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4:25pm Mon 4 Feb 13

dukeofM4 says...

@Tim Newroman....

At present all we do is treat the symptoms of domestic violence.

There are many examples we're treating only the symptoms, and attempting to change people's behavior has failed. To name a few, smoking, alcohol, drink driving, and drug abuse are classics. To be fair with the above the Gov't is trying to tackle these issues now by denormalisation as well.

So why not this approach with domestic violence? The approach now is to label someone an 'abuser' leaving them out in the cold, give the 'victim' a free pass around GO once they've claimed domestic violence, and give the 'victim' lots of handholding via the Constabulary Domestic Violence Unit, Woman's Aid, and CPS Witness Advocacy service, and lots of tissue provided by the prosecution to make the victim seem like a helpless blameless person who at no fault of their own has met a horrible **** they can't control. Does anyone really think this scenario is true for every case?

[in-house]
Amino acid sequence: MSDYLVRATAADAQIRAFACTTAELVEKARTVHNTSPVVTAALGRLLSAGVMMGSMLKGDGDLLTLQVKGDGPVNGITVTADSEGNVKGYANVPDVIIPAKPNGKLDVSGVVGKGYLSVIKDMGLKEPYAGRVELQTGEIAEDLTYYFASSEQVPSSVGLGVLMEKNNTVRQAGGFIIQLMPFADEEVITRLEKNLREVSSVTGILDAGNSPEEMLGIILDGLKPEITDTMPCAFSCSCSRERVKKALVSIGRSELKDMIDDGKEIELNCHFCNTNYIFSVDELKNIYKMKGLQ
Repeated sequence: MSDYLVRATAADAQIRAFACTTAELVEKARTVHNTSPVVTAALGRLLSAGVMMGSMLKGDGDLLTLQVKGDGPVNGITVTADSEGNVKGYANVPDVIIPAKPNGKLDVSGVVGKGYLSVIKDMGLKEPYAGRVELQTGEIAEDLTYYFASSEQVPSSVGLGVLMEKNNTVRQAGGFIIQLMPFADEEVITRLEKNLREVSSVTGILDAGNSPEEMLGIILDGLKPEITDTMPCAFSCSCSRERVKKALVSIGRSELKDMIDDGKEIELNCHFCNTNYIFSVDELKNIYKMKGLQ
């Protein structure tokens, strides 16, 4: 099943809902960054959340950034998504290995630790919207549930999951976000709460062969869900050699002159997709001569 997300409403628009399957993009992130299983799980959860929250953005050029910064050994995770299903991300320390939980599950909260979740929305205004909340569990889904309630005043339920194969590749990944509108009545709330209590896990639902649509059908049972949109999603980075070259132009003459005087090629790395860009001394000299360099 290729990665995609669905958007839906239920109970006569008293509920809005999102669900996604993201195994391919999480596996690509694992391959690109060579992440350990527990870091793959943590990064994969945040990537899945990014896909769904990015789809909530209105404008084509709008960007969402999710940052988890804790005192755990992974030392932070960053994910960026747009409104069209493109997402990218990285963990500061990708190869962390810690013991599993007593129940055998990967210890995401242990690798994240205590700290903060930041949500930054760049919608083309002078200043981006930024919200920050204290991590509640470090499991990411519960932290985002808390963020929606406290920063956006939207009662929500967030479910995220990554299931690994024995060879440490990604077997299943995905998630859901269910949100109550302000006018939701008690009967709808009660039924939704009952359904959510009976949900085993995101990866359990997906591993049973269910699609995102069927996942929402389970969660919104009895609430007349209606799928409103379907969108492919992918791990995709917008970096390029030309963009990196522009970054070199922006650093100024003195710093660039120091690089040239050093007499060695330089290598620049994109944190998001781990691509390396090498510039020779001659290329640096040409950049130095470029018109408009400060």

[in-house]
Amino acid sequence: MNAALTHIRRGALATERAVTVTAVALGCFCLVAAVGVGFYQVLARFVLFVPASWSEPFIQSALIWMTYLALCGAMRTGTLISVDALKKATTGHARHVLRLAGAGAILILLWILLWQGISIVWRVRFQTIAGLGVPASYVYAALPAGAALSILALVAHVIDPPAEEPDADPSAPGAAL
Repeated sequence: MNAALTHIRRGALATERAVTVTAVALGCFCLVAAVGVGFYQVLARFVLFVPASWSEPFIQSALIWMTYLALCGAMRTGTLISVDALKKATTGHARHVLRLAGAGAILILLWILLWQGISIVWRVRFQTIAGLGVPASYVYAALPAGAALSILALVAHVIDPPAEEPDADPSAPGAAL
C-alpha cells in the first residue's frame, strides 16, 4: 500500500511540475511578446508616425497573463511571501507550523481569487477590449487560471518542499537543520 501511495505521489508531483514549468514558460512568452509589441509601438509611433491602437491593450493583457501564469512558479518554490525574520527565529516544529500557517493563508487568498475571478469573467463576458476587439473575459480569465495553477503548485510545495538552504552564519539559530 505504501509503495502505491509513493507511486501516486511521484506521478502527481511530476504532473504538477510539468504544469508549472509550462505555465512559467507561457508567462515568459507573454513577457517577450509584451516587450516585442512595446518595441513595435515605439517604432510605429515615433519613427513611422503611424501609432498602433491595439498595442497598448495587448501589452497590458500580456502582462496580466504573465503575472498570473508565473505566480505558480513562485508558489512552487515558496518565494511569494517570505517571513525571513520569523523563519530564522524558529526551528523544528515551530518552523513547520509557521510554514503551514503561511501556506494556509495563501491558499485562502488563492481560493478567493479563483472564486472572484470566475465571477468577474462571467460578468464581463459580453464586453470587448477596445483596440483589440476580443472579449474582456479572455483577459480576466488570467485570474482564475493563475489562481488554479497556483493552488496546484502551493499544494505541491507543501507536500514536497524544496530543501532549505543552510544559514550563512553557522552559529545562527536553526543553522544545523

My position will not be popular, but unless both sides of the equation are taken into account (at least for the minor cases), you will be reading about this issue in the Adver 50 or 100 years from now if you're lucky enough to be here or the Adver for that matter.

The domestic violence industry costs a lot of money from the police, to the courts, legal aid, social services, probation services, prison (sometimes), CPS, and donations by private companies. After 40 years of this approach I think it's worth reviewing what's really going on? For all that money we have a system that is expensive revolving door justice system not fit for purpose, lands families on benefits (including the abuser), splits families, with very little to show for excepting of the most extreme cases.

There needs to be a review on this approach.